Everybody should have the opportunity to enjoy outdoor spaces, but historically, outdoor spaces haven’t always been open and accessible to all. With an increase in awareness, understanding, and means, it’s now more possible than ever to provide accessibility options in outdoor recreation. Buildings, trails, recreation sites, and other facilities can now be easily altered to accommodate people with disabilities and provide easier access and ease of use for everyone. Around 54 million people in the U.S.—or 1 in every 5 people—self-identifies as having a disability that significantly limits their ability to walk, see, hear, breathe, or think. And by the year 2030, around 80 million people in the U.S. will be age 65 or older. In order to evolve, adapt, and change for the better, the outdoor recreation industry needs to become more accessible for everyone.
Using the Right Terminology
The language used when talking to or about persons with disabilities may change based on the personal preference of the individual(s) in question. People with disabilities refer to themselves in many different ways, and the language has adapted and evolved over the decades. A disability is defined as a medical condition that presents a limitation in a person’s major daily activities like walking, seeing, hearing, speaking, breathing, and thinking. We now use person-first terminology to center the person rather than their disability—for example, saying “a person who is blind” or “a person who uses a wheelchair.” The word handicap is used to describe a barrier or circumstance that negatively affects the progress of a person with a disability. This may be a flight of stairs, an unpaved pathway, or a doorway that isn’t wide enough to accommodate a wheelchair. Any site that is described as “accessible” must be in compliance with all local, state, and federal accessibility guidelines and standards. A site, facility, or program can either be accessible or inaccessible—there is no middle ground or “semi-accessible” or “partially accessible” designation.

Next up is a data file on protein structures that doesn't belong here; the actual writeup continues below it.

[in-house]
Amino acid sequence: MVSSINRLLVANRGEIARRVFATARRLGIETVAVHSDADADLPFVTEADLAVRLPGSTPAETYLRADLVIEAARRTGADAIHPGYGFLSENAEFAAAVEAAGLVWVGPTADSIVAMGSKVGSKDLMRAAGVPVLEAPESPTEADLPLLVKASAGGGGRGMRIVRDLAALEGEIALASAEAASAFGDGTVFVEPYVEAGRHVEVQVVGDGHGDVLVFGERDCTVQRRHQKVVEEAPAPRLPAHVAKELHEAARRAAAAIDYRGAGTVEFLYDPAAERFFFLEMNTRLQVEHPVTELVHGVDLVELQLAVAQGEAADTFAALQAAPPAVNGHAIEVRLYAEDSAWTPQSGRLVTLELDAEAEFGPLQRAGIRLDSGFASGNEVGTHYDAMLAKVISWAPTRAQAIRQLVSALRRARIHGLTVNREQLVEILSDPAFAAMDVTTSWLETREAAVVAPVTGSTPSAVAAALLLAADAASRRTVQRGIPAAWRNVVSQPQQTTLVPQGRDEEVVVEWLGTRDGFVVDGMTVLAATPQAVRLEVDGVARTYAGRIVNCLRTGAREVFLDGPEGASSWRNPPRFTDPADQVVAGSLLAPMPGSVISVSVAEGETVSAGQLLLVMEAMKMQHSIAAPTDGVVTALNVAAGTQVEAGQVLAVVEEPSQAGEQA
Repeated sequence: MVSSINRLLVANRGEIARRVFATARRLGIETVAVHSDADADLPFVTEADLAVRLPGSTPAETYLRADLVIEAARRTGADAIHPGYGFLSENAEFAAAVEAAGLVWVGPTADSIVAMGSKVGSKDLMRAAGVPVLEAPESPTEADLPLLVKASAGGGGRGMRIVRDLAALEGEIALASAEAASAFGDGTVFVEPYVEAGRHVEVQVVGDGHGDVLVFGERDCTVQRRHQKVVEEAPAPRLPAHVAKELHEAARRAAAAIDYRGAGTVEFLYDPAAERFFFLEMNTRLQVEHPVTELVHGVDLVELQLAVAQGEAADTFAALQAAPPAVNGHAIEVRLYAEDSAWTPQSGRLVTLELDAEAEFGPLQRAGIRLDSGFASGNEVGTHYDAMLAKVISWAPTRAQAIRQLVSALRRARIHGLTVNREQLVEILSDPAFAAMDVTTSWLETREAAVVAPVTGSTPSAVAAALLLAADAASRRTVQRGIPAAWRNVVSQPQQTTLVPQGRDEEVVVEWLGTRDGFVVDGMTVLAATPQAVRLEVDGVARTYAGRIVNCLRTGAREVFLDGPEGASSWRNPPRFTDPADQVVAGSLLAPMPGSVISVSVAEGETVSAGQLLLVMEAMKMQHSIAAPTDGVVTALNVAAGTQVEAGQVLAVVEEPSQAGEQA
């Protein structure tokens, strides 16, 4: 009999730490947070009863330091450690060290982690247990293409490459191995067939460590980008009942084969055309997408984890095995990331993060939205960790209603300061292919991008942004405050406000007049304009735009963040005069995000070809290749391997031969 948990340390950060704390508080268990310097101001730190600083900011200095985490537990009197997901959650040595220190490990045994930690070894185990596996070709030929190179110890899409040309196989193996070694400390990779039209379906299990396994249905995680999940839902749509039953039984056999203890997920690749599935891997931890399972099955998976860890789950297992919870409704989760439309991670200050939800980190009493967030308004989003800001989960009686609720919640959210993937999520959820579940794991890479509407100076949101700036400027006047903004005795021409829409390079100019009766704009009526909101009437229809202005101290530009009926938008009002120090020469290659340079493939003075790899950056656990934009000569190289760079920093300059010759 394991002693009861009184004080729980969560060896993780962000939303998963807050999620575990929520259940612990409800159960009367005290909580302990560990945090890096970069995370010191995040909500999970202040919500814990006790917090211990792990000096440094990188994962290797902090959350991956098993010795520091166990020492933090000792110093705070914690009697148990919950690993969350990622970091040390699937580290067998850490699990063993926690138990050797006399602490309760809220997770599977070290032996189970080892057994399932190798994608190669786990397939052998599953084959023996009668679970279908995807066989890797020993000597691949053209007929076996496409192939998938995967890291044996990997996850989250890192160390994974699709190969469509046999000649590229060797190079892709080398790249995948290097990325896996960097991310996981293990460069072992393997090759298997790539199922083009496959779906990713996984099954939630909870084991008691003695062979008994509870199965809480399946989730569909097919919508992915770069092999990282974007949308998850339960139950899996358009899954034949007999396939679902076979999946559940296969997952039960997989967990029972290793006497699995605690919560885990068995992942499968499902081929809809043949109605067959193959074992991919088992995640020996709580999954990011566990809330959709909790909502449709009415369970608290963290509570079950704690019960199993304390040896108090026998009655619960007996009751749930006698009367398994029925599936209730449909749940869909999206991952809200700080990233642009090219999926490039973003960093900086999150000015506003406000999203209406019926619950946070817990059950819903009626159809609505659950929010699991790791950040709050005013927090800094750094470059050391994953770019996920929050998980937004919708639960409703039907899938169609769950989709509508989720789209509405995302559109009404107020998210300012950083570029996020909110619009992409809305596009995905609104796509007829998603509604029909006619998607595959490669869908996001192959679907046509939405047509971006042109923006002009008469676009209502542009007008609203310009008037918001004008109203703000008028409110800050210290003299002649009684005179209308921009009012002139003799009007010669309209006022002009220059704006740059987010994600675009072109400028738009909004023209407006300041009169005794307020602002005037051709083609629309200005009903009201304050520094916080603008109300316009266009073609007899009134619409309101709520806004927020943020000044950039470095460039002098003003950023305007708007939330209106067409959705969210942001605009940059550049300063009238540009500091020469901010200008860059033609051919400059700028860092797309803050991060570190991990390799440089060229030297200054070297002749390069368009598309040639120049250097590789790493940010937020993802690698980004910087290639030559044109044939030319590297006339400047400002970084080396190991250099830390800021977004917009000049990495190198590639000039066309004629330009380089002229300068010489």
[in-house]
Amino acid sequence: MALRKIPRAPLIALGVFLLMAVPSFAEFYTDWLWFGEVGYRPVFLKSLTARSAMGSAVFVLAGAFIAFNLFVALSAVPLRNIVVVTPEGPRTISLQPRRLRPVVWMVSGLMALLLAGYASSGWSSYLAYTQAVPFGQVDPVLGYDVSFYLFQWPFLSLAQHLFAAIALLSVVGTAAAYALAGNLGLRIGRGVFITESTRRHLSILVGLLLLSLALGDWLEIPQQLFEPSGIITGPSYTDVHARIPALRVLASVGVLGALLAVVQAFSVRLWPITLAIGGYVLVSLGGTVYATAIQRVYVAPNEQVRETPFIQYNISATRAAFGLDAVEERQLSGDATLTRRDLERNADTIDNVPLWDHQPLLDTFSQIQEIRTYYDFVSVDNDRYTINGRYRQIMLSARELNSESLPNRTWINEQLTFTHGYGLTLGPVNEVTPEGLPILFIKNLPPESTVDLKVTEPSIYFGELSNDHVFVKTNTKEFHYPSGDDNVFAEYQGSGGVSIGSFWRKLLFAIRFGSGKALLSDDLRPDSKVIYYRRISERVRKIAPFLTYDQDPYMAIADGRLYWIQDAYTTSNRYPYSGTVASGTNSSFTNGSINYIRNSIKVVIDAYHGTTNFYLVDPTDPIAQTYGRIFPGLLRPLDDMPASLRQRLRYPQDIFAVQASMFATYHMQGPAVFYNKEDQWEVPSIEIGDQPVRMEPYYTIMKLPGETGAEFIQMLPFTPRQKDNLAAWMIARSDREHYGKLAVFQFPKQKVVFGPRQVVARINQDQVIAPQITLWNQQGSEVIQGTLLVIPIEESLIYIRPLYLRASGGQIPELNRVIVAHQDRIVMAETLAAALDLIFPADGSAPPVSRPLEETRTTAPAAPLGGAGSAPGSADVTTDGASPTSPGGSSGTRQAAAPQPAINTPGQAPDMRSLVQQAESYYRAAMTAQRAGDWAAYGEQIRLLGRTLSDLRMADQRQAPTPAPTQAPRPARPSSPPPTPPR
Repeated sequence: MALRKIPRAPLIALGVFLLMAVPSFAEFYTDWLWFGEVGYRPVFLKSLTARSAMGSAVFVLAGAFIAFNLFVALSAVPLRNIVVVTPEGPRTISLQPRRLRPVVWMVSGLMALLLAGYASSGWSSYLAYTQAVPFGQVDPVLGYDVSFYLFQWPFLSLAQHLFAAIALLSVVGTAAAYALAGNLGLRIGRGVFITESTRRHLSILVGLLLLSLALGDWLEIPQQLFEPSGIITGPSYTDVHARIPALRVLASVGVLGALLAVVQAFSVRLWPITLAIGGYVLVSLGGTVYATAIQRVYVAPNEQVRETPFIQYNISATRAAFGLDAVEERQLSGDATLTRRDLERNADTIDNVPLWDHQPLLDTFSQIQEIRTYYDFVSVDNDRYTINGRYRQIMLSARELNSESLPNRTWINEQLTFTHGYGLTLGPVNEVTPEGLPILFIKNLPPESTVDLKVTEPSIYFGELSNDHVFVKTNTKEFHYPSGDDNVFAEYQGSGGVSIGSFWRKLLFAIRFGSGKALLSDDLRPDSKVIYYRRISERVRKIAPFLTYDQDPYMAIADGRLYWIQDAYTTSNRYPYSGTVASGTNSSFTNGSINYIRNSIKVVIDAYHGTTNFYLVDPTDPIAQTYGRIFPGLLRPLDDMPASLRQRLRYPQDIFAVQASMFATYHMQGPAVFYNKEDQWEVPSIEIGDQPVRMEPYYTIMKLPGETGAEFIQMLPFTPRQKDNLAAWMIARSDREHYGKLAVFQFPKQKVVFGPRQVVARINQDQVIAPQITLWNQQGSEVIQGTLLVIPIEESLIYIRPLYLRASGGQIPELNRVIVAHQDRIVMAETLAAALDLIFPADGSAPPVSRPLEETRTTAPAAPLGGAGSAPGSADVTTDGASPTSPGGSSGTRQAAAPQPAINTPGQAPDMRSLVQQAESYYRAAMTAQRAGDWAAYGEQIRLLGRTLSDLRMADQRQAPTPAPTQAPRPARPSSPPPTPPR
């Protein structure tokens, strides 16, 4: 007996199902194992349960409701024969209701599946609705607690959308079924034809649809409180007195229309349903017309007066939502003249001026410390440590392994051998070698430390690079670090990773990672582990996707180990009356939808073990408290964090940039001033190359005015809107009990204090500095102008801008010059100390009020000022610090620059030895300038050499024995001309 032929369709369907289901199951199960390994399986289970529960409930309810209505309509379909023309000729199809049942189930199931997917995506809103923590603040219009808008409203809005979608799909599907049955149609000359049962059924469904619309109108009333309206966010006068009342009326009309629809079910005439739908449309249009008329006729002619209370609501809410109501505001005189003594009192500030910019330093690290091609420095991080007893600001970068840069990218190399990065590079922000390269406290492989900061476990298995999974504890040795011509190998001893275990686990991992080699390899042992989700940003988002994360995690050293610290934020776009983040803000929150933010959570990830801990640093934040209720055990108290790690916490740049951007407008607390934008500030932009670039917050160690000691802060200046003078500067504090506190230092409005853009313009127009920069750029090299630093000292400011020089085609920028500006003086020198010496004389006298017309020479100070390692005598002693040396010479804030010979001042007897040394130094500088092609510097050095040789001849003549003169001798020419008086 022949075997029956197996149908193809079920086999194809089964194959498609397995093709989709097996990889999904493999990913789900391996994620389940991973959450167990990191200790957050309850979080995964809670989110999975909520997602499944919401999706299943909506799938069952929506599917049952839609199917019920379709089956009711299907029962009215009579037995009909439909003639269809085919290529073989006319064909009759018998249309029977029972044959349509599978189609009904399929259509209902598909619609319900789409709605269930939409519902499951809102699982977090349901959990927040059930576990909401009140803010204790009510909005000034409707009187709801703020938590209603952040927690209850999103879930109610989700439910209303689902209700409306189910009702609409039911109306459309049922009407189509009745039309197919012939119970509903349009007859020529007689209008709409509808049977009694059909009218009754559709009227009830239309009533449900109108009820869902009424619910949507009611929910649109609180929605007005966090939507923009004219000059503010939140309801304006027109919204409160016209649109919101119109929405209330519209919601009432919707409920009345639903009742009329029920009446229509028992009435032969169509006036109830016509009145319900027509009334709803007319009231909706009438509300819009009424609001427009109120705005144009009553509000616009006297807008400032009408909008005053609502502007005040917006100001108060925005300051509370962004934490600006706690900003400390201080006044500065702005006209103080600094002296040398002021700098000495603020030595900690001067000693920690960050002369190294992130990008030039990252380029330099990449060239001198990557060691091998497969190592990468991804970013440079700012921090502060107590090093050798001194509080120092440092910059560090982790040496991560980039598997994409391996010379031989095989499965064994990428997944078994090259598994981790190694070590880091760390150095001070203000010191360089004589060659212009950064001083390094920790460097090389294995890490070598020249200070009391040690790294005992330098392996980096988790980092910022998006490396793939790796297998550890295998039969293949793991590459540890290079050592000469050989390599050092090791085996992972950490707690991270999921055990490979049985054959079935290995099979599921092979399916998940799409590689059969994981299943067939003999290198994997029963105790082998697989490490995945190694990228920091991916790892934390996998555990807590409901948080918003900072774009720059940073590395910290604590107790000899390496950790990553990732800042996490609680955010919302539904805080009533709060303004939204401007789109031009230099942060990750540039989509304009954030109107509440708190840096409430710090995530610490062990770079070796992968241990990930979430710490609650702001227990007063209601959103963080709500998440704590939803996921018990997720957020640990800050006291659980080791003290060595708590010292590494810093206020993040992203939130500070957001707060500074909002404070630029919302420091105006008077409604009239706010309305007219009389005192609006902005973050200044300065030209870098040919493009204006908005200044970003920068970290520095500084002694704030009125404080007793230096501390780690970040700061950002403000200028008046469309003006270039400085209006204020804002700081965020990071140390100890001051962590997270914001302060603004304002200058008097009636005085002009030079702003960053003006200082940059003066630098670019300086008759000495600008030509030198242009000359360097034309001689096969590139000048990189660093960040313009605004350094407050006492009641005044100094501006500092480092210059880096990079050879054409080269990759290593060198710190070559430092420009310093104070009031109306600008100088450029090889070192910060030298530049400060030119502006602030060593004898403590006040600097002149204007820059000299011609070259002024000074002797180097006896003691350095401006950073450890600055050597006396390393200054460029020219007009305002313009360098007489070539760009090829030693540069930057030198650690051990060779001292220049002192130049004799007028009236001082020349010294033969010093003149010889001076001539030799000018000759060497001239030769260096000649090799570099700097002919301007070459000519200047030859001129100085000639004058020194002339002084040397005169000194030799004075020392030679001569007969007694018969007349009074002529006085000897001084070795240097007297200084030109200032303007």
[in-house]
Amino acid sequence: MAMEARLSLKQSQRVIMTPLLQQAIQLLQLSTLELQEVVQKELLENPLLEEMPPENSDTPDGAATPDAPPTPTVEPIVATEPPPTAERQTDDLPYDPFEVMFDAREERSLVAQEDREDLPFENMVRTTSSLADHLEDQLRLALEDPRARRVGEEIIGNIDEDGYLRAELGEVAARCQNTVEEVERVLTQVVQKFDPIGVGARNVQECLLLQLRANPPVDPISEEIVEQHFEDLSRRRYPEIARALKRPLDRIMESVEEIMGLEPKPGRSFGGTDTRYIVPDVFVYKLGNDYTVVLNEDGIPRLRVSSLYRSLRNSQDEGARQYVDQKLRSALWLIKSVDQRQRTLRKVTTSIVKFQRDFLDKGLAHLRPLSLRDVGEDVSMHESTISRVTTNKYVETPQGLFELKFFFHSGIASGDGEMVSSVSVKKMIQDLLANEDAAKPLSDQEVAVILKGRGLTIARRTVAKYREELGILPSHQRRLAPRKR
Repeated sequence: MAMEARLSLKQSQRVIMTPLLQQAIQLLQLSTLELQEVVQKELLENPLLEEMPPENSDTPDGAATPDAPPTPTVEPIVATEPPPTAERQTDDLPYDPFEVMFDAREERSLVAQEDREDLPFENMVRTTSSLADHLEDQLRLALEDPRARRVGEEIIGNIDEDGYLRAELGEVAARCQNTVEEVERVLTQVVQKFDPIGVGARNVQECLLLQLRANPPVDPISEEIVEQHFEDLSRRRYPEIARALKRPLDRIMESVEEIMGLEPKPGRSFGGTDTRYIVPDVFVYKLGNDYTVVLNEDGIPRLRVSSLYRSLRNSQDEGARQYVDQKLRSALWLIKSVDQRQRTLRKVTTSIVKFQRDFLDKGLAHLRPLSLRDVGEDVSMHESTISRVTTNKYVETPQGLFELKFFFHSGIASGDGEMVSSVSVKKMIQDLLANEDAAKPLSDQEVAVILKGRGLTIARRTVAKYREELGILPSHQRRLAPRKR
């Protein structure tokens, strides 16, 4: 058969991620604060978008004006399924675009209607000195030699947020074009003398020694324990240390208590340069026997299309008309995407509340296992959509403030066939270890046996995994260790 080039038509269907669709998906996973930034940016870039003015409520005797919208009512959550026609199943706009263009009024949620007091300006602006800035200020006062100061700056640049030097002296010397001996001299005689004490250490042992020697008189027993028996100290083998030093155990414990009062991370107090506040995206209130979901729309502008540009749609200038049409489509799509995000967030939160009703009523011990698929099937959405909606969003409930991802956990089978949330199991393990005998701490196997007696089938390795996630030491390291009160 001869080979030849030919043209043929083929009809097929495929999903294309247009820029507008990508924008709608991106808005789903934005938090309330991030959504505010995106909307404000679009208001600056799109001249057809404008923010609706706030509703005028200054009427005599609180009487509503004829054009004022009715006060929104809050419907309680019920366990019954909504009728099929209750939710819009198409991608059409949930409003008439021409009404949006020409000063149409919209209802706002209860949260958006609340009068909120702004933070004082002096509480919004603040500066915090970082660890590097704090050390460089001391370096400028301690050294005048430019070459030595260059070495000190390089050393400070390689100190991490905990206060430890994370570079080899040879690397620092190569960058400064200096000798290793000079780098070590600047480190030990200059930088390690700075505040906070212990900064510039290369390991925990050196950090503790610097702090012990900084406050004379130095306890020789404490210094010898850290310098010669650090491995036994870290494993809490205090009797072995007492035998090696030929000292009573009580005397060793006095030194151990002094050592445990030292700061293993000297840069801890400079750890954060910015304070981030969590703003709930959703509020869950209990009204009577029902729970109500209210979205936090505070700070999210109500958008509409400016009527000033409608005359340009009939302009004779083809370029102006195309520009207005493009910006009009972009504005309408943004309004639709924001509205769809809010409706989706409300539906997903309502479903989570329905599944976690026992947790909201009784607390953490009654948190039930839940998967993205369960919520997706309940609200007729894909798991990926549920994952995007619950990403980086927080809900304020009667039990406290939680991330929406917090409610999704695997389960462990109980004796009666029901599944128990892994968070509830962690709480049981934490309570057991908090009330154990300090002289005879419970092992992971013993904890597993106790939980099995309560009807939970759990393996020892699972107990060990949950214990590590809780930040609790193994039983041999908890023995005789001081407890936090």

Communicating Accessibility Information
When communicating accessibility information, being precise and adhering to standards is a must. Using phrases or descriptors that are not commonly understood or that are not legally defined does not convey accurate information or make it clear whether a space is accessible for all. Any outdoor recreation industry business owner, facilitator, guide, or operator must provide nonjudgmental information about the programs, facilities, buildings, activities, and areas so that visitors can determine what meets their interests, needs, and accessibility requirements. The primary goal should be to provide each visitor with the information and education they need to make an informed decision about their own comfort while maintaining their independence and dignity. Communication about accessibility should be consistent across all mediums, including signage, websites, brochures, and any other public information sources. The term “accessible” should only be used if all facilities, constructed features, and connecting routes are in full legal compliance with accessibility guidelines. You should not use terms like “ADA-compliant,” “partially accessible,” “barrier-free,” or “handicapped.” Provide specific details about what visitors will encounter, like the width, slope, and condition of the surfaces, and don’t make assumptions about what a person can and can’t do. Use appropriate symbols that are easy to understand and universal to all areas.
Maintaining Legal Compliance